Sunday, January 29, 2006
By Tom Patterson
Series of four exhibitions blends visual-art expressions into a mosaic
The concept behind "Blurring Racial Barriers," an exhibition at Winston-Salem State University's Diggs Gallery through March 17, is commendable. It brings together works by artists from varied racial and cultural backgrounds in order to promote social harmony and mutual understanding.
The first in a local series of four such exhibitions, it's well worth seeing. But it's also very uneven. It illustrates the difficulty of balancing an agenda of inclusion with rigorous curatorial standards. Forty-one artists are represented by 46 pieces in a variety of styles. They range from sophisticated to not-so-charmingly amateurish. I'll leave it to other viewers to identify the negligible pieces and focus my comments on some of the more substantial pieces.
Given the history and traditional racial makeup of the Triad, where most of these works originated, it's not surprising that many of them - including some of the best - deal with black-white race relations and related themes.
For example, Glen A. Johnson's Best Friends in the 1950s is a small watercolor. Two little girls - one white, one black - stand at adjoining water fountains labeled "COLORED" and "WHITE." The white girl is at the "colored" fountain, though, and the black girl at the "white" one. Their mischievous grins signal that the mix-up is intentional. On the wall above them, a directional "SHOES" sign indicates that the setting is a department store, where racially segregated facilities were common before the mid-1960s.
The civil-disobedience campaign that prompted new federal laws against such segregation is the subject of Ray Martin's Prize Eyes. This mixed-media piece in a prevailing black-and-white color scheme pays homage to Martin Luther King Jr. and the civil-rights movement. Its two black-framed panels are collaged with 1960s photos of King and crowds of civil-rights demonstrators, interspersed with the hand-scrawled word "FREEDOM" and fragments of maps depicting Africa and the American South. The two panels, in turn, flank a partly unflurled U.S. flag. The star-studded blue rectangle and red stripes have been painted black. With its chaotic composition and stark color contrast, the piece reflects the turbulence and divisiveness of the era.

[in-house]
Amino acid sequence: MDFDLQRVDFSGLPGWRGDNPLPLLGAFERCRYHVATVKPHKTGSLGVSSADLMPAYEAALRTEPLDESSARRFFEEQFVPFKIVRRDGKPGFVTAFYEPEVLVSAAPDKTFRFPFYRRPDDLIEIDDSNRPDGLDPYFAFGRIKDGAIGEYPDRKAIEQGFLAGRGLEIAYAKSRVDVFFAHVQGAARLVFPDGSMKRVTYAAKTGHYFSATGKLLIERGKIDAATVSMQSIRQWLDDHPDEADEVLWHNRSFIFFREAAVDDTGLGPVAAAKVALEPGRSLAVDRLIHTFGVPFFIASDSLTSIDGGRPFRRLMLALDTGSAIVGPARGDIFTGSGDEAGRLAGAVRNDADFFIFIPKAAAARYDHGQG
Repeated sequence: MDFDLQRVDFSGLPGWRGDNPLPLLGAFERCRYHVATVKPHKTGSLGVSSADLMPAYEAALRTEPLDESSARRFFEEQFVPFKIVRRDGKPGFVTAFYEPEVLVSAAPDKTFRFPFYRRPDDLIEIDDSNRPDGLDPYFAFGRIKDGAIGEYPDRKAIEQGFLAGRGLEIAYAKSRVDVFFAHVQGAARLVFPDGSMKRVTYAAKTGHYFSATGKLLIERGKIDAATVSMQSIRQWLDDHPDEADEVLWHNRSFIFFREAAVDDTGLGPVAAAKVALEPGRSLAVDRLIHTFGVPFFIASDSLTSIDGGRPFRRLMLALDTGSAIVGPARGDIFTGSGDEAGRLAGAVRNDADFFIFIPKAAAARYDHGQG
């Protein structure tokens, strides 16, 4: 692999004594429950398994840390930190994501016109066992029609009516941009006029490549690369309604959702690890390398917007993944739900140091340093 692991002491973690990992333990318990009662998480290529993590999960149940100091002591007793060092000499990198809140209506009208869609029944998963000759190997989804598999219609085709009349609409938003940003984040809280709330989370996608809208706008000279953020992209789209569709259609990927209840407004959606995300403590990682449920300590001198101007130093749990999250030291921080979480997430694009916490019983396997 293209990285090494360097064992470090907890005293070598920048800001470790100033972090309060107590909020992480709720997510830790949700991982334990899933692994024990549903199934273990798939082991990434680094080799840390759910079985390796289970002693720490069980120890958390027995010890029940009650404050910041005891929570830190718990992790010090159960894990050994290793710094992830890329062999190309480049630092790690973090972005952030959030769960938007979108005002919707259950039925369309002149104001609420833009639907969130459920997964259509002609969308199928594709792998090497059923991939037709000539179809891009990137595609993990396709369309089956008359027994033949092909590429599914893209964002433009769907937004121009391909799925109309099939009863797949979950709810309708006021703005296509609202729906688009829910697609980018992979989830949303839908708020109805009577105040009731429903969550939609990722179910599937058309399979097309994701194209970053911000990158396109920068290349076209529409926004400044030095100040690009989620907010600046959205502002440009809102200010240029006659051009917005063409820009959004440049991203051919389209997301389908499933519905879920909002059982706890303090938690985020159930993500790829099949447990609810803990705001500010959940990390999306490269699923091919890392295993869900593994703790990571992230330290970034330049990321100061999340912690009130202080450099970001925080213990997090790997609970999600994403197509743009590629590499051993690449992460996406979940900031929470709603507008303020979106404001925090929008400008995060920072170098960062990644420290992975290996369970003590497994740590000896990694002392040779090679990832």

James Huff engages in a Contemplation of the Future in his oil painting. Two versions of a beautiful, noble-looking black woman's head in left profile are juxtaposed with African ritual masks and abstract motifs surrounding an image of stylized blue ocean waves. This richly colored painting conjures a mood of serene hope while engaging the theme of a voyage to unknown destinations.
Huff's wife, Earnestine Huff, who died last month of complications from cancer treatment, is represented by an intriguing acrylic and pastel drawing titled Wisdom of Ages (Baga). The subtitle refers to a coming-of-age ceremony that takes place in a community in Sierra Leone.